The next area of due diligence after nexus footprint is exemption certificates. To verify the certificates, you have to make sure your target company has the right certificates on file. If you don’t, you’re setting yourself up for potential exposure.

Reviewing exemption certificates is critical because they’relow-hanging fruit for auditors. If a state audits your business, it’s incredibly easy for auditors to find missing certificates. This is a huge penalty and exposure you could prevent by checking beforehand.

Certificate verification is important for wholesalers and resellers who claim or provide exemptions on inventory the consumer will pay sales tax on.

In recent years, certificates have also become important for businesses that sell through marketplace facilitators. Some states require you to request and maintain exemption certificates if a marketplace facilitator manages your sales tax on their platform. Failure to do so can lead to significant penalties.

Check the Sales Tax Returns

The next step in your due diligence is to look at the company’s sales tax returns.

Sales tax returns have the potential to create a lot of liability. If the company hasn’t been filing, there's not much to look at. The process is simple, but the exposure is high.

If they have been filing, make sure that they've been filed on time and accurately. The states will eventually catch late or inaccurate returns and assess penalty and interest. If you find that there is exposure in the tax returns, make sure there's a reserve in place to cover it.

After a simple verification of the returns, it’s a good idea to investigate the transactions and history behind them. Here’s how to do it:

  • Follow the payments on the return and make sure they’re remitted properly.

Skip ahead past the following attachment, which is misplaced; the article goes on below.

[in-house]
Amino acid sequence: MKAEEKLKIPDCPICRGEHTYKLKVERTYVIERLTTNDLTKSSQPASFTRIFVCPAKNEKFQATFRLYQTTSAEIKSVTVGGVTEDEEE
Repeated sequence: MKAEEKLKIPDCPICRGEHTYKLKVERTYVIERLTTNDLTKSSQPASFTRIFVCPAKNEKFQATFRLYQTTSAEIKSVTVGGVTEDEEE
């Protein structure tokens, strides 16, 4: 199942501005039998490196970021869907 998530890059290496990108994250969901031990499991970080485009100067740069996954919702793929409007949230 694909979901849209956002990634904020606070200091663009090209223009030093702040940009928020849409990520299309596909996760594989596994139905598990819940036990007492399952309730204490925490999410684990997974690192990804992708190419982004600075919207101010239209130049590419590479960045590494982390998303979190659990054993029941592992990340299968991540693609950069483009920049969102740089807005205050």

• Review the tax payable account and the reconciliation of it in detail.
  • Make sure the returns are filed to the proper entity. (This is important for companies that restructure.)
Check for Ongoing Audits

The last step in your sales tax due diligence is to check if the company you’re acquiring is the subject of an ongoing state audit.

A state sales tax audit is the real deal. Fighting an audit is a long and challenging process. And the assessments, penalties and interest can be devastating. If you buy a company in the middle of an audit, you’ll inherit a lot of problems.

So how do you avoid inheriting an audit?

Check if there are any states auditing the company you’re acquiring. But don’t just ask around. The only way to really protect yourself is to conduct thorough due diligence and verify audit statuses.

Ask to see audit notices. Check with the state Departments of Revenue. In states like Texas, the list of companies under audit by the state is often public information.

Should you find the company is under audit, assess the situation. If the exposure is only a few thousand dollars, you might be able to accept it. If the exposure is in the six or seven figures, it might be time to consider other options.

The stakes of a state sales tax audit are high. Conducting due diligence can ensure you don’t inherit one by surprise.

Conclusion – What’s Next?

During an acquisition, sales tax due diligence can be the difference between a profitable acquisition and a disastrous one.

Need assistance with sales and use tax or other SALT issues? We’re here to help. Fill out our short What’s Next questionnaire to get in touch with our consultants for a free 45-minute consultation.